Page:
The Directors’ Fortnight doesn’t present awards itself, but some of its sponsors do. This year, the Art Cinema Award, presented by the International Confederation of Art Cinemas, goes to Ciro Guerra‘s Embrace of the Serpent. “A visually mesmerizing exploration of man, nature and the destructive powers of colonialism, Embrace of the Serpent (El abrazo de la serpiente) marks an impressively realized third feature,” writes Jordan Mintzer in the Hollywood Reporter. “Reminiscent of Miguel Gomes’s Tabu in its recreation of colonial events through a richly nostalgic modern prism, the story (written by Guerra and Jacques Toulemonde) was inspired by the journals of two explorers who traveled through the Colombian Amazon during the last century: the German Theodor Koch-Grunberg and the American Richard Evans Schultes, here transformed into the characters Theodor (Jan Bijvoet from Borgman) and Evan (Brionne Davis). Cutting between 1909 and the 1940s, the parallel narratives chart each man’s voyage down a similar stretch of river as they search for a rare flower, the yakruna, with alleged healing powers.”
“It would be unfair to reveal Embrace’s surprises,” writes Screen‘s Tim Grierson, “but let it be said that everything from cannibalism to deranged religious cults are in the offing for Theo and Evan, and the deeper these men venture into the Amazon, the less logic has a place in their journeys. Instead, Guerra operates from intuition, incorporating a dream-like tone in which events occur almost by random—and yet, there’s a coherent escalation of anxiety, wonder and madness.”
“The making of the film, according to the director’s short preamble prior to the screening, was an arduous, drawn-out process,” notes Jessica Kiang at the Playlist, but “it seems that filming in the Amazon region Fitzcarraldo-style, presented its very specific set of physical and psychological challenges. Yet none of the arduousness behind-the-scenes shows in the final film, which unfolds with a stunning directorial sureness (and this is only Guerra’s third feature) and a layered intelligence that at times lands an insight so wincingly wise and true it takes your breath away.”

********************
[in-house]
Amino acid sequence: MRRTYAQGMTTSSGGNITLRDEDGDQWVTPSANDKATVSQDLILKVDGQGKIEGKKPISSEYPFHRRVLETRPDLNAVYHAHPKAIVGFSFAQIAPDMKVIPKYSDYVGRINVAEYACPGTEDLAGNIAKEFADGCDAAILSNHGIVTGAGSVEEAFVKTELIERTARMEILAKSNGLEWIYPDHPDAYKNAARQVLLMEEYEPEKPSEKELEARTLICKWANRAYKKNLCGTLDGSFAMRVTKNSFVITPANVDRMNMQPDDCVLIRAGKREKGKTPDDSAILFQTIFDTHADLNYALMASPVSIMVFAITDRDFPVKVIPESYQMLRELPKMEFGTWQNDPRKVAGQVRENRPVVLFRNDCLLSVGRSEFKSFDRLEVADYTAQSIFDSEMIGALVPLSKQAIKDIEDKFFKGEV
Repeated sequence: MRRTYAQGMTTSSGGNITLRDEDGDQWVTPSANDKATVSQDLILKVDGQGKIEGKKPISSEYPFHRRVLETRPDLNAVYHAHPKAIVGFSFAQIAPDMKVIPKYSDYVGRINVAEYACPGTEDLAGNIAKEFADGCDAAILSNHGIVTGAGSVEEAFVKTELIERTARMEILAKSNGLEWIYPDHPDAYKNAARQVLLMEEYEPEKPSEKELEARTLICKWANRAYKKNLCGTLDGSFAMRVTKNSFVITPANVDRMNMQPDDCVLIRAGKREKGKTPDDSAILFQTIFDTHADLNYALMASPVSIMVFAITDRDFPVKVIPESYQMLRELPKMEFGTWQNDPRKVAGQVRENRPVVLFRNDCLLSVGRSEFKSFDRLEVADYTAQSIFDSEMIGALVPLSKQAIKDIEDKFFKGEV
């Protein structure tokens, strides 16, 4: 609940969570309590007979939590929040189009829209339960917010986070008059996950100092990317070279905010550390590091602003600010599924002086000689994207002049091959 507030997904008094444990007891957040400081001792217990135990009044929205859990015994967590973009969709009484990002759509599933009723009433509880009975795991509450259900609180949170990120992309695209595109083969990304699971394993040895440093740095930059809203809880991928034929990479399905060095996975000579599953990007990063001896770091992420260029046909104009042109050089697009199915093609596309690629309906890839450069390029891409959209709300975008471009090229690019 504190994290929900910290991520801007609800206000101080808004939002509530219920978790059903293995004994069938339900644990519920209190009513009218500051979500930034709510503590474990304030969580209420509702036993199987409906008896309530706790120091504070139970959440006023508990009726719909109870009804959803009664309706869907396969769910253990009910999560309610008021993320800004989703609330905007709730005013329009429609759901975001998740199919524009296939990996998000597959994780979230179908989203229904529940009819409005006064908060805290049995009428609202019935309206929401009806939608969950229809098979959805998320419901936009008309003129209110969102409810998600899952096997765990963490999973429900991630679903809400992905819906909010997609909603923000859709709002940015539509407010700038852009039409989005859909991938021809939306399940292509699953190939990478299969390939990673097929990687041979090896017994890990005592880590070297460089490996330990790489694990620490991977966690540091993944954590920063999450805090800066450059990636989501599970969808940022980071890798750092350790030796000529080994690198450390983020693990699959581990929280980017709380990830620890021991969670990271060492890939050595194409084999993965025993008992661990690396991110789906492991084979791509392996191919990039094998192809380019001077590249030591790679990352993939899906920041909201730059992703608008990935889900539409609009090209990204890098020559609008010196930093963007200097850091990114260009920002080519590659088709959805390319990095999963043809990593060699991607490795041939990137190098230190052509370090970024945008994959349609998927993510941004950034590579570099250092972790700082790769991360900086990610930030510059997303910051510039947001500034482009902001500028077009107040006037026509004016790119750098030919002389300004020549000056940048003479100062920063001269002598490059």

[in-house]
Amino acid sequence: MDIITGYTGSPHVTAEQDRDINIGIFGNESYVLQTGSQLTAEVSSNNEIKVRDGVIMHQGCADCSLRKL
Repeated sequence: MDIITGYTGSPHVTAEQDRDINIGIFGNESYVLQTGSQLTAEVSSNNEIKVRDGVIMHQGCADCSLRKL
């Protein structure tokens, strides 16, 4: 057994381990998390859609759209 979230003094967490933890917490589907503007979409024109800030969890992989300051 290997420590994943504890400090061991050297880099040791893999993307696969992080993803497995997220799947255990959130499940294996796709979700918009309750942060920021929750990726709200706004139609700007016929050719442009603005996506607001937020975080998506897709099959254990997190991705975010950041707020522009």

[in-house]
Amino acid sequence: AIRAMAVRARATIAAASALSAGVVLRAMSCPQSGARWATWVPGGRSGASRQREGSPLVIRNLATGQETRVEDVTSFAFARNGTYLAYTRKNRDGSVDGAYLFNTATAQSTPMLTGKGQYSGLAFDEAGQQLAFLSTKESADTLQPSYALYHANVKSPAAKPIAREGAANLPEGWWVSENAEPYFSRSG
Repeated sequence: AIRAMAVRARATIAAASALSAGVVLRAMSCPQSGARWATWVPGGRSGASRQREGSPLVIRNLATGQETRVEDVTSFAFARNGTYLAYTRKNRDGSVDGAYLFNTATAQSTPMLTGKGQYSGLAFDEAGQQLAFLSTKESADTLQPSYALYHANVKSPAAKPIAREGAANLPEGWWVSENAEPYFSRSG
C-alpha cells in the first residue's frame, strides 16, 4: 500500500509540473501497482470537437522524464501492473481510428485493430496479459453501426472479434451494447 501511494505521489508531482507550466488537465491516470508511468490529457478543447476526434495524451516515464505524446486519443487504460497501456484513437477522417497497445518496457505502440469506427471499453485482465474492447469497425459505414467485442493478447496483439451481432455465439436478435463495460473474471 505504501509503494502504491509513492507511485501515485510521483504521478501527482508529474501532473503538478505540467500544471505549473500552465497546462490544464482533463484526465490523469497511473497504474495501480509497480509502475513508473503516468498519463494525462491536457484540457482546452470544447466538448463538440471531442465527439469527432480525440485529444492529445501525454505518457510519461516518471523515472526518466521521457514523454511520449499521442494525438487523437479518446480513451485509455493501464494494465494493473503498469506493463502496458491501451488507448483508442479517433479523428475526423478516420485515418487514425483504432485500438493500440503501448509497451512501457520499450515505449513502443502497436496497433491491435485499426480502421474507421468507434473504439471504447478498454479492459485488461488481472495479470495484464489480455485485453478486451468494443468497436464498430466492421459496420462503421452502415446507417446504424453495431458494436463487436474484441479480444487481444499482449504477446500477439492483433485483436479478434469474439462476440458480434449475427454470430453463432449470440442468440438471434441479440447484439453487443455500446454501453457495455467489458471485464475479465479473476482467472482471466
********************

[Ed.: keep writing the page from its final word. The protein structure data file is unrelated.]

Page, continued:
Marc van de Klashorst for the International Cinephile Society: “Shot in stark, crisp black and white (except for a short sequence near the end), the cinematography fits the film like a glove, not only aesthetically but also thematically, as it takes the focus away from what our senses (in this case sight) detect, and moves it towards the relationship of the men. Sound design is strong too, sparse but very detailed, which again is important in its marriage to how important listening is for the Amazonians.”
Rhonda Richford talks with Guerra for the Hollywood Reporter.
The Europa Cinemas Label for best European film goes to Deniz Gamze Ergüven’s Mustang. For Screen‘s Tim Grierson, “what begins as a playful look at five young women’s rebellion against their strict upbringing soon becomes something far more stirring and emotional. First-time feature director Deniz Gamze Ergüven has crafted a story of female empowerment which is attuned to the buoyancy of adolescence, but she’s also deeply critical of a modern Turkish patriarchy in which women still struggle to be equal citizens. Buoyed by a cast led by appealing newcomer Güneş Nezihe Şensoy, Mustang is a deceptively simple tale bearing an urgent message.”